A day-old deer managed to get stuck in a rabbit hole overnight – before a quick-thinking farmer saved its life by pulling it out by the neck.
Pete Wesley and his wife Jane, 55, were doing their morning rounds in Sleaford, Lincolnshire on June 2 when they saw a mother red deer looking concerned before realizing her baby was lost under the grass.
Heart-pounding recordings show how the 53-year-old reaches into an abyss in the grass and grabs the desperate fawn’s neck, which makes him cry.
After a minute of fighting, Pete managed to free the baby animal from the floor and bring it back to its mother, where it fed for half an hour.
Pete said, “The calf would not have gotten itself out of the hole, it was stuck.
“It couldn’t have gotten up in the hole, so its only way out was how I pulled it out, which it couldn’t have done on its own even if the mother tried to help.
“I had to be a bit tight with my calf, but I didn’t want it to shuffle any further into the hole.
“The mother had just given birth in this area the day before, so we went to see if they were both okay. When we got there we noticed the hole and found it pretty quickly.
“Jane saw the mother hanging around and we went to see what was going on. The mother was desperate and ran around everywhere.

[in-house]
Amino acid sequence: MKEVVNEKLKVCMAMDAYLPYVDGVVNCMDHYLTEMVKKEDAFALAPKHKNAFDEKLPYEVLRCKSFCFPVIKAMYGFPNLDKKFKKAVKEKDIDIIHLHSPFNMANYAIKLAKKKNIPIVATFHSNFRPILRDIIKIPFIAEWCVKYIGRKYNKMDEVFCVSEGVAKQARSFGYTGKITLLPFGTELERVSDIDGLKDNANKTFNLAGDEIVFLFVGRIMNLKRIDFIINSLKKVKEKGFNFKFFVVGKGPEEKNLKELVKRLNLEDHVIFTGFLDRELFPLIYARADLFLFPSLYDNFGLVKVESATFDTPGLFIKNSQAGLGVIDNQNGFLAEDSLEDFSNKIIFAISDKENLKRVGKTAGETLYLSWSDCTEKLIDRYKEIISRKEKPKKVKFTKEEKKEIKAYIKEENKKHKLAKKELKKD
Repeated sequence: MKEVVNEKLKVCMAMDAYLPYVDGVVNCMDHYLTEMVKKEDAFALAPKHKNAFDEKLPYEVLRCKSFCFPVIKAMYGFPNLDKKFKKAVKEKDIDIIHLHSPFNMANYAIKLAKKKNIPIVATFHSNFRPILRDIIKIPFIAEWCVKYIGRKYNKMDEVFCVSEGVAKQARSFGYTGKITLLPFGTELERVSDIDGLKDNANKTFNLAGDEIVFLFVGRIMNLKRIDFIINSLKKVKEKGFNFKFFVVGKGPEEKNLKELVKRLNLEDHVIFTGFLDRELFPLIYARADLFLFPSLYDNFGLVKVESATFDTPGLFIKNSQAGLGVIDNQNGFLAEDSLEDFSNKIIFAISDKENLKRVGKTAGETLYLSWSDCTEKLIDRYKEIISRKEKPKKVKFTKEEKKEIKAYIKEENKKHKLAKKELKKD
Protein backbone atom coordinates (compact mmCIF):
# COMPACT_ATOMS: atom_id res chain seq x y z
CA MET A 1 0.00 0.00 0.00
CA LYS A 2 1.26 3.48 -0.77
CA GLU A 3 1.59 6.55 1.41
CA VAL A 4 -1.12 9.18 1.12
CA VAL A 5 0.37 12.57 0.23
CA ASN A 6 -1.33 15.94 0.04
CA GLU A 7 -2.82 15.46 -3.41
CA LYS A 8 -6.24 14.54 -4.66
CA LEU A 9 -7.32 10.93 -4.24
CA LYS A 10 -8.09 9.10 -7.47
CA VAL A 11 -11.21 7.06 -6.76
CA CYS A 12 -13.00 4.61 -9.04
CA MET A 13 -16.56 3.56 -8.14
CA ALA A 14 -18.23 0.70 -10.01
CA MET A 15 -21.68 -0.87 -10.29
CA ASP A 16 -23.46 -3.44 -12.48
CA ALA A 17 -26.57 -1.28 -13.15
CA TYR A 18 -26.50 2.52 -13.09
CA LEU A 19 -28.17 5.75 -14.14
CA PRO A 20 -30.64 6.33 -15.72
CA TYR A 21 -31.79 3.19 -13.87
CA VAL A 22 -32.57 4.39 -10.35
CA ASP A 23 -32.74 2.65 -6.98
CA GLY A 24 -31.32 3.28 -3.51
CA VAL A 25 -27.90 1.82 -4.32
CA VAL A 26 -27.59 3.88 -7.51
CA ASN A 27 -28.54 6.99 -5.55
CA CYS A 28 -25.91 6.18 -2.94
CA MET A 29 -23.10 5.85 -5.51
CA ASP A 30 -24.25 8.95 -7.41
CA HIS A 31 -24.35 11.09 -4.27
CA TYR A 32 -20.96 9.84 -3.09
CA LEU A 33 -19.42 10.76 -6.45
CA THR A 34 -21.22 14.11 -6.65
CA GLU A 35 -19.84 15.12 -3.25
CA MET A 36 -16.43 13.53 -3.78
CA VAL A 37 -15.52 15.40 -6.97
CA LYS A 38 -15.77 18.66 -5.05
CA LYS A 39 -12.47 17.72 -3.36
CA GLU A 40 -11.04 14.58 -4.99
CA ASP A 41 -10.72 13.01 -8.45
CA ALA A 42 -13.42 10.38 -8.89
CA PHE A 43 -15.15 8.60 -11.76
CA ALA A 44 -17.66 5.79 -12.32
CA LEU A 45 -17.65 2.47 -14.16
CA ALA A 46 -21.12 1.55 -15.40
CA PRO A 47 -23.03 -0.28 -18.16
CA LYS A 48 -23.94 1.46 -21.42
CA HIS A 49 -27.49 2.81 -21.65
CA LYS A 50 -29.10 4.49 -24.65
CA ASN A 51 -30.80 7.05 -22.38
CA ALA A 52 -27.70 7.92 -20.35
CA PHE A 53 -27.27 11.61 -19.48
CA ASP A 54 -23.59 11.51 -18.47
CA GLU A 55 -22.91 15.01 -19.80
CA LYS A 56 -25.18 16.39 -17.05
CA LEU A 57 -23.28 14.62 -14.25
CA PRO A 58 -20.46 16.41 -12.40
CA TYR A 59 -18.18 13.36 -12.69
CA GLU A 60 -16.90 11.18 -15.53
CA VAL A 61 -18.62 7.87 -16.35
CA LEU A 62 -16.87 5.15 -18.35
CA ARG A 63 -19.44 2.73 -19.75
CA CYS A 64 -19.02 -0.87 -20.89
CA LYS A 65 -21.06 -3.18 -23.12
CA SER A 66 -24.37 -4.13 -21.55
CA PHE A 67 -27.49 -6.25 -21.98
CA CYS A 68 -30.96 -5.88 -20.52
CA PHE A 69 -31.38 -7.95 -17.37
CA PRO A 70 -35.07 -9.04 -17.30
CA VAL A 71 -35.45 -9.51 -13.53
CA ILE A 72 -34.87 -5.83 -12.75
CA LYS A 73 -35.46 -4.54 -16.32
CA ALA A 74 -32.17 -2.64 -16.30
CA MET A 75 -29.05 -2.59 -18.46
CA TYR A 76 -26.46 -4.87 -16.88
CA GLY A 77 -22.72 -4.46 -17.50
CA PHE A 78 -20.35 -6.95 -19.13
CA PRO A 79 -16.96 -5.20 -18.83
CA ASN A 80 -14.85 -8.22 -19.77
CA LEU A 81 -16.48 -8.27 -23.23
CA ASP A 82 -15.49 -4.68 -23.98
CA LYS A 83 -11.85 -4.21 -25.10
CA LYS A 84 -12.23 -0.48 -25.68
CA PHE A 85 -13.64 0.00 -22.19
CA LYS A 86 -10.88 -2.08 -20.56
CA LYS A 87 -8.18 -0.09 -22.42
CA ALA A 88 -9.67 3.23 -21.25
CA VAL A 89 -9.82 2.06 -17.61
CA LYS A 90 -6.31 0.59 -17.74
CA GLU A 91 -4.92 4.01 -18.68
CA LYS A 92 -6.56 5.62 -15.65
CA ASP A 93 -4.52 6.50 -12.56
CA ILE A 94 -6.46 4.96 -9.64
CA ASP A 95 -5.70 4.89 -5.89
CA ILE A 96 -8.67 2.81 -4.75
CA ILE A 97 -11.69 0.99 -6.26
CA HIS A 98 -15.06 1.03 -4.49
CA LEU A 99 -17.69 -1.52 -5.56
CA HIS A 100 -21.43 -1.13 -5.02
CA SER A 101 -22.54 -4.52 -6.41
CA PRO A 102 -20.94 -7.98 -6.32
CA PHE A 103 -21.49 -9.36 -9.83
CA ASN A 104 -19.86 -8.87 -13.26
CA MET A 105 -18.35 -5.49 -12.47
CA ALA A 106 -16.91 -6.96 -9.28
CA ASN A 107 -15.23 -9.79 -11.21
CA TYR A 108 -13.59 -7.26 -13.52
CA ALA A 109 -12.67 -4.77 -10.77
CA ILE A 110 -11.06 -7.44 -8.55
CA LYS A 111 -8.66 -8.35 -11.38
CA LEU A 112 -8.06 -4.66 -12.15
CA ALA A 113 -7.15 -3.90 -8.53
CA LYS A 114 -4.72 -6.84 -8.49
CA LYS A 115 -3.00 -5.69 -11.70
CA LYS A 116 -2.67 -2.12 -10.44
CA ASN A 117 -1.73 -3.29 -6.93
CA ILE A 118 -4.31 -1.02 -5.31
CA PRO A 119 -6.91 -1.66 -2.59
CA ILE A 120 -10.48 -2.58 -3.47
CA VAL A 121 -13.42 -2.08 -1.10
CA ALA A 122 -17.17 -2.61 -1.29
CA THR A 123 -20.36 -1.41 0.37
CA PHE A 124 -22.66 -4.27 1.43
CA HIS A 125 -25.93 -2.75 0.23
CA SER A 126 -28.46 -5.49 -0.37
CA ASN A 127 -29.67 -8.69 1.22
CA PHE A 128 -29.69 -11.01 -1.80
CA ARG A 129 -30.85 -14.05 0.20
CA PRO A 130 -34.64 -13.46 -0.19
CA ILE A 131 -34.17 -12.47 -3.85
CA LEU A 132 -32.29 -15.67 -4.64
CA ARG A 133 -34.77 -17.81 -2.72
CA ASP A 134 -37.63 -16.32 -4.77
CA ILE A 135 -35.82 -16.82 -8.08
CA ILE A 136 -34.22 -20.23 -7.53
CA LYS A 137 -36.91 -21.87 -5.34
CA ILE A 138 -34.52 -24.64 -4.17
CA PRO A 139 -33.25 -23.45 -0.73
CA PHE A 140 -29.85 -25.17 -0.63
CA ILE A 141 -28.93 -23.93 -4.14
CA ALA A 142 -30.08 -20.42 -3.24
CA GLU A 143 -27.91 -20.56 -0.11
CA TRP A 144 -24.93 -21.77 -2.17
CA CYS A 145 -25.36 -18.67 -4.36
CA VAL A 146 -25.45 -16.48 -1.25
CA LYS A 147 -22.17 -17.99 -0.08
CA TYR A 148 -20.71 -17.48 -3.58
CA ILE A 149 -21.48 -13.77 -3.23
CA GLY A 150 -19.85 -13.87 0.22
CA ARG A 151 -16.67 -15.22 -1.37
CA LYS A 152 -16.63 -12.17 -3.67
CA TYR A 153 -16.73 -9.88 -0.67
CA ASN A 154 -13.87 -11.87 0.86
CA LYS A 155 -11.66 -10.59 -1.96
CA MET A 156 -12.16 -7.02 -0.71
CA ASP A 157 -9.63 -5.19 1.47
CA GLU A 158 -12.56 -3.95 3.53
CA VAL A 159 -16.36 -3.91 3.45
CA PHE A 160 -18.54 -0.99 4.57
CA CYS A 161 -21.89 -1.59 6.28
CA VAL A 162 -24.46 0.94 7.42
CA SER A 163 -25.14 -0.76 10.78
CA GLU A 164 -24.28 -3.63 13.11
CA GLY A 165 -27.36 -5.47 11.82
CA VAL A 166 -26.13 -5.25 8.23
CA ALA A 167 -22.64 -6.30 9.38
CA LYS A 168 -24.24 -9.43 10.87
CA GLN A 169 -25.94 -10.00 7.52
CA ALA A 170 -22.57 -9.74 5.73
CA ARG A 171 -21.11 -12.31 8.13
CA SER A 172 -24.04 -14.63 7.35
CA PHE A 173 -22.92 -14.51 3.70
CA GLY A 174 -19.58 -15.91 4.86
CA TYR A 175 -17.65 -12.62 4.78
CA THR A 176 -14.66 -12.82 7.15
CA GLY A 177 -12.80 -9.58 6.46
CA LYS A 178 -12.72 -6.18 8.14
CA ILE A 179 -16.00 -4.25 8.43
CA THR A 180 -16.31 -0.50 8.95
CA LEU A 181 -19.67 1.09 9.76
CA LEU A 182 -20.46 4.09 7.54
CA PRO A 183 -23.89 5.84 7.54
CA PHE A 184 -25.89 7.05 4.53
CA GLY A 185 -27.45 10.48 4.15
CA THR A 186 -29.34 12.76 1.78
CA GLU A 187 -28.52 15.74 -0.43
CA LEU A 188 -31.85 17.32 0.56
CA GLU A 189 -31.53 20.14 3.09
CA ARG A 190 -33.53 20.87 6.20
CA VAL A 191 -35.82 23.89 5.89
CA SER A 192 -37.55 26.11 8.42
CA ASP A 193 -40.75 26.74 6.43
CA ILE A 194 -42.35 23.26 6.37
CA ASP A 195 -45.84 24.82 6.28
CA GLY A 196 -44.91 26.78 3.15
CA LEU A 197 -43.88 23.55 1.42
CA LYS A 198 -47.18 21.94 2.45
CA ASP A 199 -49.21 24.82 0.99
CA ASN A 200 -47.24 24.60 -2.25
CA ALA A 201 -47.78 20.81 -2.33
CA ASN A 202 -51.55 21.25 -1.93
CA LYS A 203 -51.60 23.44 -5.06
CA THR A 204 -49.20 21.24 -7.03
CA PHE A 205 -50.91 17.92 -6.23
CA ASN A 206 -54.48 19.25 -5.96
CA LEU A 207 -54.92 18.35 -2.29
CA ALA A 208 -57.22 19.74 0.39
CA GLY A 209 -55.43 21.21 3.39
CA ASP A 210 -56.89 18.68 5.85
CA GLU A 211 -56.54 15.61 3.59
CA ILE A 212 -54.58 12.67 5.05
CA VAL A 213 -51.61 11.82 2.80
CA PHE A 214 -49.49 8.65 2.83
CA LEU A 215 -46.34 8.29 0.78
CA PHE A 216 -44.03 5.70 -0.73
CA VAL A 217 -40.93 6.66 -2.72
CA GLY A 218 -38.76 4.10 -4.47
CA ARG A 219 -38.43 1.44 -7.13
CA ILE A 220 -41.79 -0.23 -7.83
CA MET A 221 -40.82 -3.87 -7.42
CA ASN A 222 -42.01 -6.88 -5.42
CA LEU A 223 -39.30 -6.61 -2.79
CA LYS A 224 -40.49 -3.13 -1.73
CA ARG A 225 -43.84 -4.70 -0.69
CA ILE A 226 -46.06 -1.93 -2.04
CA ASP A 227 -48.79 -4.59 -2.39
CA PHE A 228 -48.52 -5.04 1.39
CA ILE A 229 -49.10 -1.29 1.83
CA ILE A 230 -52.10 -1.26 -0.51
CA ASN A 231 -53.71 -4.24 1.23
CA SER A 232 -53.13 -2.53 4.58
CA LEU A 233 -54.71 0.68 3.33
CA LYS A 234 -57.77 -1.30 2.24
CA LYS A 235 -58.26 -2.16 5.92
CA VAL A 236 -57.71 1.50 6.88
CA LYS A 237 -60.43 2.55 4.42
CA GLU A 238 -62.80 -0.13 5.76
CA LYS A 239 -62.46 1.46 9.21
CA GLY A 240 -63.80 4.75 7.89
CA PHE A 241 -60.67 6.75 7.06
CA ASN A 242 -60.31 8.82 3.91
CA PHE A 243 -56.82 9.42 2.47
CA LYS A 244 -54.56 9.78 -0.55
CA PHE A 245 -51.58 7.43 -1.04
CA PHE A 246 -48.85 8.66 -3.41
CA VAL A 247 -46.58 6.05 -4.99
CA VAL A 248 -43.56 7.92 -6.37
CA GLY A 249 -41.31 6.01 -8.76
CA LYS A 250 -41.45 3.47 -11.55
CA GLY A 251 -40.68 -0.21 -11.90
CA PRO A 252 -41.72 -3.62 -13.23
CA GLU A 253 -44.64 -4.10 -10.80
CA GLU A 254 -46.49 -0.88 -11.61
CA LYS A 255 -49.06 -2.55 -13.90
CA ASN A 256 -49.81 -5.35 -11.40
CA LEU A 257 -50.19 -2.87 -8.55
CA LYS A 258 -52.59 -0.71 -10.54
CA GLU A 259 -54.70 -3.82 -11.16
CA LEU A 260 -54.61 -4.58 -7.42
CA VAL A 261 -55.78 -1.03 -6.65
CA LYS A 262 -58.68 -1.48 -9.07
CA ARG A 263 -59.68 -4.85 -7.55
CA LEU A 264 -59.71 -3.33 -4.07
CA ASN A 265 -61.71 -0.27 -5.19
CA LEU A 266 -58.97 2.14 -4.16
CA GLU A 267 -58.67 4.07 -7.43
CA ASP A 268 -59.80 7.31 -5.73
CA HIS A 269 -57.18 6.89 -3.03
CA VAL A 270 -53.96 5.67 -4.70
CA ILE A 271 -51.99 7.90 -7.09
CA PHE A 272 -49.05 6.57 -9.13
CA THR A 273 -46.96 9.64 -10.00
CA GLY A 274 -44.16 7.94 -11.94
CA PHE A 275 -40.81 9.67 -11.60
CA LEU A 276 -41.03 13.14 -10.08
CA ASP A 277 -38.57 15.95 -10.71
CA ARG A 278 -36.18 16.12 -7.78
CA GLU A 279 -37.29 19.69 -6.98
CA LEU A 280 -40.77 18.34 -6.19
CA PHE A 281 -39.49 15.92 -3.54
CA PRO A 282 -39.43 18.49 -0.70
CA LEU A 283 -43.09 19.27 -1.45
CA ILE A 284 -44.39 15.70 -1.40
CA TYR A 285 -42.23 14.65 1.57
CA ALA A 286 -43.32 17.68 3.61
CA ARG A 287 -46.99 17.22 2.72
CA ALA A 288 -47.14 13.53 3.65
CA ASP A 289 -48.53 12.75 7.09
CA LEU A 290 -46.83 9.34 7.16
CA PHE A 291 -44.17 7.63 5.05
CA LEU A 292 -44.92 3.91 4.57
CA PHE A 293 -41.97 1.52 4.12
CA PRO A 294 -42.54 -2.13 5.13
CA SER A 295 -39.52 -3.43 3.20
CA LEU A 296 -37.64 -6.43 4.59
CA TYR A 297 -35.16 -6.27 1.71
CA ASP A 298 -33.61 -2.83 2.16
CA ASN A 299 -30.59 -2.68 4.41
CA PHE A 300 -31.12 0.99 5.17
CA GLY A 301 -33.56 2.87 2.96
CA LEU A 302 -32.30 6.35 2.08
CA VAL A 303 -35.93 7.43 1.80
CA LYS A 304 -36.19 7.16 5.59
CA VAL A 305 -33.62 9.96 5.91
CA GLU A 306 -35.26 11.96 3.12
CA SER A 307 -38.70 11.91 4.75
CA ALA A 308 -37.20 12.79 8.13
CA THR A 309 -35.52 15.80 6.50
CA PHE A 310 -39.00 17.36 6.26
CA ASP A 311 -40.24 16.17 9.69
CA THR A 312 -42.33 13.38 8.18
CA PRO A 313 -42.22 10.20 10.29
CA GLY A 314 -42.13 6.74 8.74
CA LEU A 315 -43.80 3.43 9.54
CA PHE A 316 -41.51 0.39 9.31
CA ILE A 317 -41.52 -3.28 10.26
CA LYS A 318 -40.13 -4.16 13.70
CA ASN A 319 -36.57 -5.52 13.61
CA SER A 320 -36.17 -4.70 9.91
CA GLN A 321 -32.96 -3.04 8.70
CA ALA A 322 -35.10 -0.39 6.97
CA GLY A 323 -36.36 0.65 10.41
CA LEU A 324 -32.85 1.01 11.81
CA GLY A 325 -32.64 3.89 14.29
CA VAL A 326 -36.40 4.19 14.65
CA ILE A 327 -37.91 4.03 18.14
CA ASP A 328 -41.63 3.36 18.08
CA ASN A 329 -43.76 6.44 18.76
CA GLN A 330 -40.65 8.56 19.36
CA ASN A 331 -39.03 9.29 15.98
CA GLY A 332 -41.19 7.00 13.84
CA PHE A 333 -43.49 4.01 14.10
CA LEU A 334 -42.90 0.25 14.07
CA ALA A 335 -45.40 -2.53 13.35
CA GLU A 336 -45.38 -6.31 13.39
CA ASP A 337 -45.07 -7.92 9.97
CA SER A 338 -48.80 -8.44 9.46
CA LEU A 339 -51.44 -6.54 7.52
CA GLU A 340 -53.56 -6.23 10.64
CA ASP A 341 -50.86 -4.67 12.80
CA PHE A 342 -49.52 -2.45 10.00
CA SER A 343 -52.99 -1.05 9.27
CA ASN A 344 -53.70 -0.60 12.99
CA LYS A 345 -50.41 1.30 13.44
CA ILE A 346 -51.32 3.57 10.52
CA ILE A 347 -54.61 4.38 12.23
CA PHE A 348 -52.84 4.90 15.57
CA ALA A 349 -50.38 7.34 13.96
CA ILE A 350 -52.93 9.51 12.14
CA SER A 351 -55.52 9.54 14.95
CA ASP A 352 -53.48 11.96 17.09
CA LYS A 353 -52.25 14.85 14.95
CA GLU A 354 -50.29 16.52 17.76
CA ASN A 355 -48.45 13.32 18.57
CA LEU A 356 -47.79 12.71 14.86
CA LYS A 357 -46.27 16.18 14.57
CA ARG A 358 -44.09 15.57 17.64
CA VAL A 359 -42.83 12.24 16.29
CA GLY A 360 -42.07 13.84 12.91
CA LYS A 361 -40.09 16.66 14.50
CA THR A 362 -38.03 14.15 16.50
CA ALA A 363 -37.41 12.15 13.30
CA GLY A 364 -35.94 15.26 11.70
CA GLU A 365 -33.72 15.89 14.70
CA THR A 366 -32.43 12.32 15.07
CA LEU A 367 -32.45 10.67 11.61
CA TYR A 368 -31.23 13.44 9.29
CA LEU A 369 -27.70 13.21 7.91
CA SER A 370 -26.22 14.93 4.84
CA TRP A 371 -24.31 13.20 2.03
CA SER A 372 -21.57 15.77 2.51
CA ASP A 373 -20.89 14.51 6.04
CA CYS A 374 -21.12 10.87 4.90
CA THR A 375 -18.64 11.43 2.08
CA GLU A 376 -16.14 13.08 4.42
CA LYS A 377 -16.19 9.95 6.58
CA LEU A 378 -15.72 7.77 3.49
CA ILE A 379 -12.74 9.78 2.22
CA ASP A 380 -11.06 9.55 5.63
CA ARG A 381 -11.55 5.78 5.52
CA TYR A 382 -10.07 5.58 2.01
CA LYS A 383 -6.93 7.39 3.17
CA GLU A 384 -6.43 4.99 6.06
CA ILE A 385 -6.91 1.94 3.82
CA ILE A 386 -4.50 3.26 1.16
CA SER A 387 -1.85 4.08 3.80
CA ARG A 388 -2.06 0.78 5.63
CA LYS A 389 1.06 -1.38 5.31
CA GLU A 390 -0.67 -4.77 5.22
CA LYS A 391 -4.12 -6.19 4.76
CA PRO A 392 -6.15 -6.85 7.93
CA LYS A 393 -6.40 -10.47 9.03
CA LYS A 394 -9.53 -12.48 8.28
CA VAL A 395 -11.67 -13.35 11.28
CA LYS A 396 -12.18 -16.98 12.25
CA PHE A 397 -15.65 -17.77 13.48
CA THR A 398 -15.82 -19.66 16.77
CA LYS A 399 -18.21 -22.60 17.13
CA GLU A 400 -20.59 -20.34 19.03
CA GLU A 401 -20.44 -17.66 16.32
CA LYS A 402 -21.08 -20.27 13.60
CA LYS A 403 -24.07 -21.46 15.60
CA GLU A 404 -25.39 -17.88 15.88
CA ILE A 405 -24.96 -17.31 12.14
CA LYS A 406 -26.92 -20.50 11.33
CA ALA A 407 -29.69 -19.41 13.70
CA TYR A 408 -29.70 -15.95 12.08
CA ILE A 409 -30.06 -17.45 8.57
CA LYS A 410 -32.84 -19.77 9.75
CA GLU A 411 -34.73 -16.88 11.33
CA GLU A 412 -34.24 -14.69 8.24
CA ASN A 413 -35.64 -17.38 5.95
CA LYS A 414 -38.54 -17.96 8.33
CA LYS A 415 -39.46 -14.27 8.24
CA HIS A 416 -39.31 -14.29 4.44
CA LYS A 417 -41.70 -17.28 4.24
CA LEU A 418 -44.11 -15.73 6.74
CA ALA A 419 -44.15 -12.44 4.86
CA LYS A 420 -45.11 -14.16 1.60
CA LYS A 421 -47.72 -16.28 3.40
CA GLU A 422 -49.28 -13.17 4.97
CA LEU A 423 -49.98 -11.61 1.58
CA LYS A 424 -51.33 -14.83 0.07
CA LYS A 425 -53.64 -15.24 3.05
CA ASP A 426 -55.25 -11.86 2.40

“Luckily she’s one of the docile ones and she didn’t attack me. They don’t mean any harm to you, but they will try to fight you away from their calf.
“The calf would have been in the hole at least overnight. Its mother was clearly full of milk when we got there, so it hadn’t eaten in a while.”
The hole was first made by a fox and rabbit, but bad weather over the winter has shattered it and left the hidden pit into which the deer could fall.
Pete said, “We have filled this hole and others on the farm that we saw, hopefully to prevent it from reoccurring.
“This is the first time I’ve ever had to rescue an animal from a rabbit hole and we’ve been breeding deer since 1994.
“As soon as it was outside, the mother came over and they started to eat immediately. We watched him drink for about 30 minutes, it must have been starving.
“I was really happy that we managed to save the fawn. If Jane hadn’t discovered it, I wouldn’t have found out and it couldn’t have survived.
“We sweep the yard every morning, especially when the deer calves, to make sure everything is okay.
“It is our responsibility to keep the animals safe and looked after, but it is still gratifying to have helped here.”